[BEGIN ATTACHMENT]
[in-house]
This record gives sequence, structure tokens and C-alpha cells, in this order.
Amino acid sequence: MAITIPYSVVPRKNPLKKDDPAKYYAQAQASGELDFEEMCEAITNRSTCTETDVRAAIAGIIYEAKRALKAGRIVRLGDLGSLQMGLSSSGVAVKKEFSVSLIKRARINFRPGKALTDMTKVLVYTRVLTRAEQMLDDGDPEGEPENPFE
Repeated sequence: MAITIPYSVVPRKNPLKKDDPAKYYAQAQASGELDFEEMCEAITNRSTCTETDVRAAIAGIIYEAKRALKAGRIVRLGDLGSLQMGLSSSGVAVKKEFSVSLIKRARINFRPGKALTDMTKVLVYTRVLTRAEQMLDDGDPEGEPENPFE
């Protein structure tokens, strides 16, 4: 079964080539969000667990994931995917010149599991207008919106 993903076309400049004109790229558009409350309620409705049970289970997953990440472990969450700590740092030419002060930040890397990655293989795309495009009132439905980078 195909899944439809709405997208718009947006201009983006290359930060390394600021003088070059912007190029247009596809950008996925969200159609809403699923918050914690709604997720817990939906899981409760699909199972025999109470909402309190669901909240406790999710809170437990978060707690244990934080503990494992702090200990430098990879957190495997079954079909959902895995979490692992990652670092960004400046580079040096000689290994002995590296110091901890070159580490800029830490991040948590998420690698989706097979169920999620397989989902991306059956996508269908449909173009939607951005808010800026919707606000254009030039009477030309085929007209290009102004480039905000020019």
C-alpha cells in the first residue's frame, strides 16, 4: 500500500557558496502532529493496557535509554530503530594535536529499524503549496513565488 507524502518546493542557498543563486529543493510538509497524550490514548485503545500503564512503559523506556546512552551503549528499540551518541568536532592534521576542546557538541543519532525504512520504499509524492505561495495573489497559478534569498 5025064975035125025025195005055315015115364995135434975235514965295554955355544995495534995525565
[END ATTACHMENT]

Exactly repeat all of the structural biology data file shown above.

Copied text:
[in-house]
This record gives sequence, structure tokens and C-alpha cells, in this order.
Amino acid sequence: MAITIPYSVVPRKNPLKKDDPAKYYAQAQASGELDFEEMCEAITNRSTCTETDVRAAIAGIIYEAKRALKAGRIVRLGDLGSLQMGLSSSGVAVKKEFSVSLIKRARINFRPGKALTDMTKVLVYTRVLTRAEQMLDDGDPEGEPENPFE
Repeated sequence: MAITIPYSVVPRKNPLKKDDPAKYYAQAQASGELDFEEMCEAITNRSTCTETDVRAAIAGIIYEAKRALKAGRIVRLGDLGSLQMGLSSSGVAVKKEFSVSLIKRARINFRPGKALTDMTKVLVYTRVLTRAEQMLDDGDPEGEPENPFE
């Protein structure tokens, strides 16, 4: 079964080539969000667990994931995917010149599991207008919106 993903076309400049004109790229558009409350309620409705049970289970997953990440472990969450700590740092030419002060930040890397990655293989795309495009009132439905980078 195909899944439809709405997208718009947006201009983006290359930060390394600021003088070059912007190029247009596809950008996925969200159609809403699923918050914690709604997720817990939906899981409760699909199972025999109470909402309190669901909240406790999710809170437990978060707690244990934080503990494992702090200990430098990879957190495997079954079909959902895995979490692992990652670092960004400046580079040096000689290994002995590296110091901890070159580490800029830490991040948590998420690698989706097979169920999620397989989902991306059956996508269908449909173009939607951005808010800026919707606000254009030039009477030309085929007209290009102004480039905000020019």
C-alpha cells in the first residue's frame, strides 16, 4: 500500500557558496502532529493496557535509554530503530594535536529499524503549496513565488 507524502518546493542557498543563486529543493510538509497524550490514548485503545500503564512503559523506556546512552551503549528499540551518541568536532592534521576542546557538541543519532525504512520504499509524492505561495495573489497559478534569498 5025064975035125025025195005055315015115364995135434975235514965295554955355544995495534995525565